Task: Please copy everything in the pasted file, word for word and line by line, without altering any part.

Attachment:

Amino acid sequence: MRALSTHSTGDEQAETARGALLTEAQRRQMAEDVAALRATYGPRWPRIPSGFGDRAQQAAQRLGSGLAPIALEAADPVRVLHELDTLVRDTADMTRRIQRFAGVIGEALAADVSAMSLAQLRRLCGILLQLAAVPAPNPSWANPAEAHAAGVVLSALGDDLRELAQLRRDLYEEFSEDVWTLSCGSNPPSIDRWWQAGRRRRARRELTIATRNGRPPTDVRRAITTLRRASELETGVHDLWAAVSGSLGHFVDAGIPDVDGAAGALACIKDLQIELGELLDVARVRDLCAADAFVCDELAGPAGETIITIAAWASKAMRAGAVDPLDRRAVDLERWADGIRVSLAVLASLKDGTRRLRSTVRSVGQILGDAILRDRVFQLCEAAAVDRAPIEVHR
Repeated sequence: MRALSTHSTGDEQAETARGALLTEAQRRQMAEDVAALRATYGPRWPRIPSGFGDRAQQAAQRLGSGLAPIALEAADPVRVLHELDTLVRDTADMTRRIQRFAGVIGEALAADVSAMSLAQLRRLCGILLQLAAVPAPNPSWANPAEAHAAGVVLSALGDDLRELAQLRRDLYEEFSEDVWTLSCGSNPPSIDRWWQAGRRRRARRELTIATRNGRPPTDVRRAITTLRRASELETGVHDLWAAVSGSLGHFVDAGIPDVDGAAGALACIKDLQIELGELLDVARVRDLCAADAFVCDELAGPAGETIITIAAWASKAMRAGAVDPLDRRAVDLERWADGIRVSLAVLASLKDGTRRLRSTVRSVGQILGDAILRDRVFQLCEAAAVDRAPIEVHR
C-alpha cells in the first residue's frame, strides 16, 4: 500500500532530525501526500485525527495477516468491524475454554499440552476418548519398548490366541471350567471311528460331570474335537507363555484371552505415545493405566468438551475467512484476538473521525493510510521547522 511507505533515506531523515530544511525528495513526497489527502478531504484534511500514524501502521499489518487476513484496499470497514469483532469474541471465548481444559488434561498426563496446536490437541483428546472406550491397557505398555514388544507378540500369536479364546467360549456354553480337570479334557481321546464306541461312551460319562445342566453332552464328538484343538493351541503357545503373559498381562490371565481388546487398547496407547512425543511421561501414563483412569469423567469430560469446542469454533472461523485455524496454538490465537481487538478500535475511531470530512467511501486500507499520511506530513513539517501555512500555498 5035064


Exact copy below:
Amino acid sequence: MRALSTHSTGDEQAETARGALLTEAQRRQMAEDVAALRATYGPRWPRIPSGFGDRAQQAAQRLGSGLAPIALEAADPVRVLHELDTLVRDTADMTRRIQRFAGVIGEALAADVSAMSLAQLRRLCGILLQLAAVPAPNPSWANPAEAHAAGVVLSALGDDLRELAQLRRDLYEEFSEDVWTLSCGSNPPSIDRWWQAGRRRRARRELTIATRNGRPPTDVRRAITTLRRASELETGVHDLWAAVSGSLGHFVDAGIPDVDGAAGALACIKDLQIELGELLDVARVRDLCAADAFVCDELAGPAGETIITIAAWASKAMRAGAVDPLDRRAVDLERWADGIRVSLAVLASLKDGTRRLRSTVRSVGQILGDAILRDRVFQLCEAAAVDRAPIEVHR
Repeated sequence: MRALSTHSTGDEQAETARGALLTEAQRRQMAEDVAALRATYGPRWPRIPSGFGDRAQQAAQRLGSGLAPIALEAADPVRVLHELDTLVRDTADMTRRIQRFAGVIGEALAADVSAMSLAQLRRLCGILLQLAAVPAPNPSWANPAEAHAAGVVLSALGDDLRELAQLRRDLYEEFSEDVWTLSCGSNPPSIDRWWQAGRRRRARRELTIATRNGRPPTDVRRAITTLRRASELETGVHDLWAAVSGSLGHFVDAGIPDVDGAAGALACIKDLQIELGELLDVARVRDLCAADAFVCDELAGPAGETIITIAAWASKAMRAGAVDPLDRRAVDLERWADGIRVSLAVLASLKDGTRRLRSTVRSVGQILGDAILRDRVFQLCEAAAVDRAPIEVHR
C-alpha cells in the first residue's frame, strides 16, 4: 500500500532530525501526500485525527495477516468491524475454554499440552476418548519398548490366541471350567471311528460331570474335537507363555484371552505415545493405566468438551475467512484476538473521525493510510521547522 511507505533515506531523515530544511525528495513526497489527502478531504484534511500514524501502521499489518487476513484496499470497514469483532469474541471465548481444559488434561498426563496446536490437541483428546472406550491397557505398555514388544507378540500369536479364546467360549456354553480337570479334557481321546464306541461312551460319562445342566453332552464328538484343538493351541503357545503373559498381562490371565481388546487398547496407547512425543511421561501414563483412569469423567469430560469446542469454533472461523485455524496454538490465537481487538478500535475511531470530512467511501486500507499520511506530513513539517501555512500555498 5035064